Over the last couple weeks whenever I had the time I’d work on creating a little Morse code keyer. After a few different designs I came up with the winner. Basically it just uses a bar of aluminum which rocks on a metal pin. Thumb-screws on each side of the balance point (fulcrum?) can be adjusted to modulate the distance the paddle has to go down to be activated, and how high the paddle goes up when released. A couple springs (one pull-type and one push-type) help give it a good bounce between keys. Two knobs control volume and frequency. I especially like the ability to control the frequency! A capacitor inline with the speaker helps smooth the output a bit too. It’s not professional, but hey - for a couple bucks of parts I made a functional keyer and had fun doing it. Now I guess I should put more time into learning Morse code…
Thoughts from future Scott (August 2019, ten years later)
Wow this is rough! I'm 90% sure this is based on a 555 circuit. lol @ the use of Jenga blocks. It looks like the wire was sourced from cat5 cable. That aluminum slab later became the base and heat sink for an IRF510-based push-pull amplifier.
I’ve taken the plunge into the geek world by becoming a licensed amateur radio operator. My wife and I both took our technician exam last week, and this morning I discovered that our call signs have been processed. I’m KJ4LDF, she’s KJ4LDG. I’m a little disappointed that my call sign has an “F” in it. On the air, “F” and “S” sound similar, so I’m more likely to have people asking me to repeat it. The phonetics are Kilo, Juliet, Four, Lima, Delta, Foxtrot. Foxtrot! How silly is that? [sighs] Either way, I’m glad I’ve been added to the database, and am now legally able to begin broadcasting on VHF/UHF.
Beacon stuff (like I wrote about in the last post) would best involve lower frequencies, which would mean I have to take another exam to get a higher license class.
I got an idea today for an odd but interesting project. The idea is still in the earliest stages of development, and I further research the idea (for example, I don’t even know if it’s legal) but it’s a cool idea and I want to try it. I know I’ll learn a lot from the project, and that’s what’s important, right? So, here’s the idea: I want to build an incredibly simple, low power radio transmitter that broadcasts data on a fixed frequency. Data is provided by a microcontroller. What data will it transmit? uh… err… um… okay it doesn’t really matter and I don’t even know, I just want to do this project! Maybe temperature and light intensity or something. Who cares - it’d be fun to make regardless of what it transmits. I could put it all into a drybox (pictured).
Once properly closed, this box will keep everything in pristine working condition by protecting against rain, heat, snow (not that we get much of that in Orlando), hurricanes, and perhaps even Florida panthers and bears (oh my). I’d like to make a glass (or plexiglas) window on the top so that light could get in, hitting solar panels, which trickle-charges the battery housed in the device as well.
My idea is to keep construction costs to a minimum because I’m throwing this away as soon as I make it. My goal is to make it work so I can toss it in some random location and see how long it will run. Days? Weeks? Months? Years? How cool would it be to go to dental school, come back ~5 years from now, and have that transmitter still transmitting data. I’ve been poking around and I found someone who did something similar. They built a 40mW 10m picaxe-powered beacon using a canned oscillator as the transmit element.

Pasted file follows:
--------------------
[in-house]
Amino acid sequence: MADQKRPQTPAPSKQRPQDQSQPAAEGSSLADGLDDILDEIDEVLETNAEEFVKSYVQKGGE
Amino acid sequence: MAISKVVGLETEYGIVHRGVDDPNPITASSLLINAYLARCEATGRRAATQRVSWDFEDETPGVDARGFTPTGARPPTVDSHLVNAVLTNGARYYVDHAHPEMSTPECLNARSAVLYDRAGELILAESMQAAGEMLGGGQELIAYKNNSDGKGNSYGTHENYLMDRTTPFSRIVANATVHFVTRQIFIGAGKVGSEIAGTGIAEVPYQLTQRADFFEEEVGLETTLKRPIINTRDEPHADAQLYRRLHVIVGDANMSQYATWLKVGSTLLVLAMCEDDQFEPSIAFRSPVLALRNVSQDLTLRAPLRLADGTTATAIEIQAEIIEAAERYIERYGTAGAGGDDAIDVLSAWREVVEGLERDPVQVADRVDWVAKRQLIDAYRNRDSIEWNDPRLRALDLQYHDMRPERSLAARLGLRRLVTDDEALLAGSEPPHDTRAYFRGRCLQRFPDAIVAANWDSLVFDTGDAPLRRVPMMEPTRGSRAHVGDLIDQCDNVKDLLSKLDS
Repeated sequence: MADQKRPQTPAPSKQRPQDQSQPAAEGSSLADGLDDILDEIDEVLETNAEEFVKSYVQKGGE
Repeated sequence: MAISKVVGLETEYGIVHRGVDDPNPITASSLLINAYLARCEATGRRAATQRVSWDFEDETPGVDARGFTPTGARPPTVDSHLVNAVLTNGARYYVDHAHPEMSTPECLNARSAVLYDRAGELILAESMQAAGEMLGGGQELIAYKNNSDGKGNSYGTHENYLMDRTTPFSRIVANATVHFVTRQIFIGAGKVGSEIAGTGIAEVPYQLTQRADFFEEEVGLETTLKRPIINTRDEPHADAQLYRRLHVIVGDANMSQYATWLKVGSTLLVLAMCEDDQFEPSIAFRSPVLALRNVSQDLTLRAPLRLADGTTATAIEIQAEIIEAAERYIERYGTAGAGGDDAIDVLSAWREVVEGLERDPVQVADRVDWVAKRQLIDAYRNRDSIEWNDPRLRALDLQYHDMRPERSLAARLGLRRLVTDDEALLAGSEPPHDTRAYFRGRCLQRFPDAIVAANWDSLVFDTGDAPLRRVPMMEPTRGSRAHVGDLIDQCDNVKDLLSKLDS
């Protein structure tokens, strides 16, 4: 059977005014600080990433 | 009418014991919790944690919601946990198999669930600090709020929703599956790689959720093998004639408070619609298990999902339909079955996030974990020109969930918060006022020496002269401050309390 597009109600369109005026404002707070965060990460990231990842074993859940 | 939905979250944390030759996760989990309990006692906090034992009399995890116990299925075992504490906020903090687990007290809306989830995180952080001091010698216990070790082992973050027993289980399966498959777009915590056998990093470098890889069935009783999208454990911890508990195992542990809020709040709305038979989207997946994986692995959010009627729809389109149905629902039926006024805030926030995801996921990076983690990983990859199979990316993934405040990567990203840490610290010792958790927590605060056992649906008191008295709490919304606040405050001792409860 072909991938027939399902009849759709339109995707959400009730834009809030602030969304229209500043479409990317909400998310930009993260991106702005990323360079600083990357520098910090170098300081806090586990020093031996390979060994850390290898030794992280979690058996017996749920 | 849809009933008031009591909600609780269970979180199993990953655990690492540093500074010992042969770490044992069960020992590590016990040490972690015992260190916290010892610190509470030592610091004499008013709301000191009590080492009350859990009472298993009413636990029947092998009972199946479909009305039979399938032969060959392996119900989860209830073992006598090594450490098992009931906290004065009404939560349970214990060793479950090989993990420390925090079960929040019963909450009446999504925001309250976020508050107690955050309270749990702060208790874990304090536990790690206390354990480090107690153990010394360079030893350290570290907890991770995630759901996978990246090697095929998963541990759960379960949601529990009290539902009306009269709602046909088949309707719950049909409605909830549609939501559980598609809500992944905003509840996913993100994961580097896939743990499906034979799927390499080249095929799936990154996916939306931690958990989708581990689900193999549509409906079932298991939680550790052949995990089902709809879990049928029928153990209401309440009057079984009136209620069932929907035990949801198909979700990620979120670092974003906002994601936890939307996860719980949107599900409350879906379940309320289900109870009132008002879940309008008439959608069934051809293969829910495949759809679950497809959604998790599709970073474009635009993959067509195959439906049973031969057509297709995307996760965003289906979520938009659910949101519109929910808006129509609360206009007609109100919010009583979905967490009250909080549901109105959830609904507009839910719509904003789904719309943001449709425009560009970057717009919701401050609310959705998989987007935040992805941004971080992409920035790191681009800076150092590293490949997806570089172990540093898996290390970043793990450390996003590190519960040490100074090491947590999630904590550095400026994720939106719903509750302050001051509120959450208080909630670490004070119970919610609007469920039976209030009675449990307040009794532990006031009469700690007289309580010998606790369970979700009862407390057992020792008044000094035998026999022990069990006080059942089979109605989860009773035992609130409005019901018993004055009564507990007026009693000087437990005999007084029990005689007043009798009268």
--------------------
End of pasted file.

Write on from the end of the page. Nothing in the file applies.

I understand the basics of radio, amplitude and frequency modulation (AM and FM), etc., but I’ve never actually built anything that transmits radio waves. I could build a SoftRock radio, but my educational grounding is in molecular biology. I know little about circuit-level electronics, electrical engineering, and radio theory… so my plan is to start small. This project is small enough to attack and understand, with a fun enough end result to motivate me throughout the process.
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I was poking around the internet looking at various ways people made smooth-fading LED circuits and I came across the site of a guy who did something pretty creative that made me smile. Before I got too far, I wanted to mention that I saw a ton of plans involving fading LED intensity utilizing 555 timer ICs, but for my purposes a series capacitor before the LED should do fine. Here’s the site which documents the project. Basically it’s a skull with red LED eyes which glow in response to hard drive activity. The capacitor makes the eyes fade in and out smoothly, as opposed to the jerky on/off flashing of standard hard drive activity LEDs. Very clever!
After several years of persistent writing on this website I was forced (by my undergraduate university’s difficult course loads) to stop adding to this blog - something I consider to be one of the most significant projects I’ve ever worked on, with brain-to-text recordings of my thoughts spanning almost a decade of time. After a few years of suspended writing, Google went from loving me (sending me thousands of page views daily) to forgetting about me (nothing. silence. nada.). Now that my thesis requirements have been completed, I’m trying to re-energize my writing in an attempt to document the projects I work on which, without this website, would likely be forever forgotten even by me. It appears that the burst of new writing has regained Google’s attention. Google for terms such as “data smoothing in python” and it favors my site. Google is slowly, but surely, re-indexing my pages and assigning them values of relevance which are approaching (but still a tiny fraction of) what they were before my hiatus. Here’s a chart from google’s analytics demonstrating an estimation of IP visits per day (visitors) and their locations.